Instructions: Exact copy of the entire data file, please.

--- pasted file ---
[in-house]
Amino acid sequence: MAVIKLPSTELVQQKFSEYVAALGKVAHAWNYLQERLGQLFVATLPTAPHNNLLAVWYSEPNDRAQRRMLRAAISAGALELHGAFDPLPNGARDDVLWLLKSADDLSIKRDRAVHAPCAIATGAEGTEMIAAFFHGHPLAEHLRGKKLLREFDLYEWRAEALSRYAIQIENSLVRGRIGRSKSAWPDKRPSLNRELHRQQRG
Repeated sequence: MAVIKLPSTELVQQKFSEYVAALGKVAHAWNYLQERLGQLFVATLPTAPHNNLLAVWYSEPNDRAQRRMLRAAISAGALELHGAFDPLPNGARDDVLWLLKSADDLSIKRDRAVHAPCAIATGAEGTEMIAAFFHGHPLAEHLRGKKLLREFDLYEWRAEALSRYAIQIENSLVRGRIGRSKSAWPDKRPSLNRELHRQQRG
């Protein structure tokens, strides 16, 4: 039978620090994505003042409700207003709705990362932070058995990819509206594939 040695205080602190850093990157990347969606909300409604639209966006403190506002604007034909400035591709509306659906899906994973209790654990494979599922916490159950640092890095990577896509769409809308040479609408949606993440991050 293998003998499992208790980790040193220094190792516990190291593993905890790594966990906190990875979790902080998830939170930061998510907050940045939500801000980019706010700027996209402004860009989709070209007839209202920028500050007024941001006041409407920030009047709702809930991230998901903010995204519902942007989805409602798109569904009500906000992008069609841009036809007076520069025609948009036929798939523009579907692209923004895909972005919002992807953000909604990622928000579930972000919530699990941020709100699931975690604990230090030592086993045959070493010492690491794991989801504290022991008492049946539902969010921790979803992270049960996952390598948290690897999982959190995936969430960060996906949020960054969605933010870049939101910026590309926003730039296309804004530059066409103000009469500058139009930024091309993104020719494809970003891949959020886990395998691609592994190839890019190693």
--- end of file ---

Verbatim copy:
[in-house]
Amino acid sequence: MAVIKLPSTELVQQKFSEYVAALGKVAHAWNYLQERLGQLFVATLPTAPHNNLLAVWYSEPNDRAQRRMLRAAISAGALELHGAFDPLPNGARDDVLWLLKSADDLSIKRDRAVHAPCAIATGAEGTEMIAAFFHGHPLAEHLRGKKLLREFDLYEWRAEALSRYAIQIENSLVRGRIGRSKSAWPDKRPSLNRELHRQQRG
Repeated sequence: MAVIKLPSTELVQQKFSEYVAALGKVAHAWNYLQERLGQLFVATLPTAPHNNLLAVWYSEPNDRAQRRMLRAAISAGALELHGAFDPLPNGARDDVLWLLKSADDLSIKRDRAVHAPCAIATGAEGTEMIAAFFHGHPLAEHLRGKKLLREFDLYEWRAEALSRYAIQIENSLVRGRIGRSKSAWPDKRPSLNRELHRQQRG
């Protein structure tokens, strides 16, 4: 039978620090994505003042409700207003709705990362932070058995990819509206594939 040695205080602190850093990157990347969606909300409604639209966006403190506002604007034909400035591709509306659906899906994973209790654990494979599922916490159950640092890095990577896509769409809308040479609408949606993440991050 293998003998499992208790980790040193220094190792516990190291593993905890790594966990906190990875979790902080998830939170930061998510907050940045939500801000980019706010700027996209402004860009989709070209007839209202920028500050007024941001006041409407920030009047709702809930991230998901903010995204519902942007989805409602798109569904009500906000992008069609841009036809007076520069025609948009036929798939523009579907692209923004895909972005919002992807953000909604990622928000579930972000919530699990941020709100699931975690604990230090030592086993045959070493010492690491794991989801504290022991008492049946539902969010921790979803992270049960996952390598948290690897999982959190995936969430960060996906949020960054969605933010870049939101910026590309926003730039296309804004530059066409103000009469500058139009930024091309993104020719494809970003891949959020886990395998691609592994190839890019190693």